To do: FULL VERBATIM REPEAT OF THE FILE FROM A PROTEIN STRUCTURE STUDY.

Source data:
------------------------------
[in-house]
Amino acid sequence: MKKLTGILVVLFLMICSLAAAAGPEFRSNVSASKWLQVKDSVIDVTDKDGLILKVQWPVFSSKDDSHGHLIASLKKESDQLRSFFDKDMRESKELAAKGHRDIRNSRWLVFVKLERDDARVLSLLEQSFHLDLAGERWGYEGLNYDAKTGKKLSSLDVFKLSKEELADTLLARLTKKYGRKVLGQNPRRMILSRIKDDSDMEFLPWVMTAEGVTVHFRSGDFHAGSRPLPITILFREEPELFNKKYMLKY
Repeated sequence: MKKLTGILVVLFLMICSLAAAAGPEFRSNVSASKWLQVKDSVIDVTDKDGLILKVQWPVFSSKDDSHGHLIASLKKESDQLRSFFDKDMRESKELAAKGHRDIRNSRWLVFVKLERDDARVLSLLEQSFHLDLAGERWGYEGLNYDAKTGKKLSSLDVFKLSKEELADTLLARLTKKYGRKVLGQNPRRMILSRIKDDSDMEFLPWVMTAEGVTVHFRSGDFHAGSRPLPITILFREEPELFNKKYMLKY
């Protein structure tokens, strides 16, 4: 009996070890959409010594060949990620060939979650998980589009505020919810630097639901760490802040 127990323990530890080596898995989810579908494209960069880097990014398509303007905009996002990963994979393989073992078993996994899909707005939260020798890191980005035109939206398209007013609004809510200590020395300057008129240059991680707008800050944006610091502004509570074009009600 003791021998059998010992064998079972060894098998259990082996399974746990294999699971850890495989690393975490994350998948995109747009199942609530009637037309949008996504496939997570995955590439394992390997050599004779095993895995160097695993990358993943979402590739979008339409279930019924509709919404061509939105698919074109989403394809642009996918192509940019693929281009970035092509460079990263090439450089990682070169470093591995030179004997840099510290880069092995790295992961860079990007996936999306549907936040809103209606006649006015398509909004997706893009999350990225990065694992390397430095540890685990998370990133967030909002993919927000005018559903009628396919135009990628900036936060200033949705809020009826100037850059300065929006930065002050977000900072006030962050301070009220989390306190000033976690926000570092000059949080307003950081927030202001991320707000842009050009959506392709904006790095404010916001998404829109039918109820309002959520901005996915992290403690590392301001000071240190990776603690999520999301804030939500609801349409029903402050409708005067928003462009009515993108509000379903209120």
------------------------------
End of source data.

[in-house]
Amino acid sequence: MKKLTGILVVLFLMICSLAAAAGPEFRSNVSASKWLQVKDSVIDVTDKDGLILKVQWPVFSSKDDSHGHLIASLKKESDQLRSFFDKDMRESKELAAKGHRDIRNSRWLVFVKLERDDARVLSLLEQSFHLDLAGERWGYEGLNYDAKTGKKLSSLDVFKLSKEELADTLLARLTKKYGRKVLGQNPRRMILSRIKDDSDMEFLPWVMTAEGVTVHFRSGDFHAGSRPLPITILFREEPELFNKKYMLKY
Repeated sequence: MKKLTGILVVLFLMICSLAAAAGPEFRSNVSASKWLQVKDSVIDVTDKDGLILKVQWPVFSSKDDSHGHLIASLKKESDQLRSFFDKDMRESKELAAKGHRDIRNSRWLVFVKLERDDARVLSLLEQSFHLDLAGERWGYEGLNYDAKTGKKLSSLDVFKLSKEELADTLLARLTKKYGRKVLGQNPRRMILSRIKDDSDMEFLPWVMTAEGVTVHFRSGDFHAGSRPLPITILFREEPELFNKKYMLKY
């Protein structure tokens, strides 16, 4: 009996070890959409010594060949990620060939979650998980589009505020919810630097639901760490802040 127990323990530890080596898995989810579908494209960069880097990014398509303007905009996002990963994979393989073992078993996994899909707005939260020798890191980005035109939206398209007013609004809510200590020395300057008129240059991680707008800050944006610091502004509570074009009600 003791021998059998010992064998079972060894098998259990082996399974746990294999699971850890495989690393975490994350998948995109747009199942609530009637037309949008996504496939997570995955590439394992390997050599004779095993895995160097695993990358993943979402590739979008339409279930019924509709919404061509939105698919074109989403394809642009996918192509940019693929281009970035092509460079990263090439450089990682070169470093591995030179004997840099510290880069092995790295992961860079990007996936999306549907936040809103209606006649006015398509909004997706893009999350990225990065694992390397430095540890685990998370990133967030909002993919927000005018559903009628396919135009990628900036936060200033949705809020009826100037850059300065929006930065002050977000900072006030962050301070009220989390306190000033976690926000570092000059949080307003950081927030202001991320707000842009050009959506392709904006790095404010916001998404829109039918109820309002959520901005996915992290403690590392301001000071240190990776603690999520999301804030939500609801349409029903402050409708005067928003462009009515993108509000379903209120």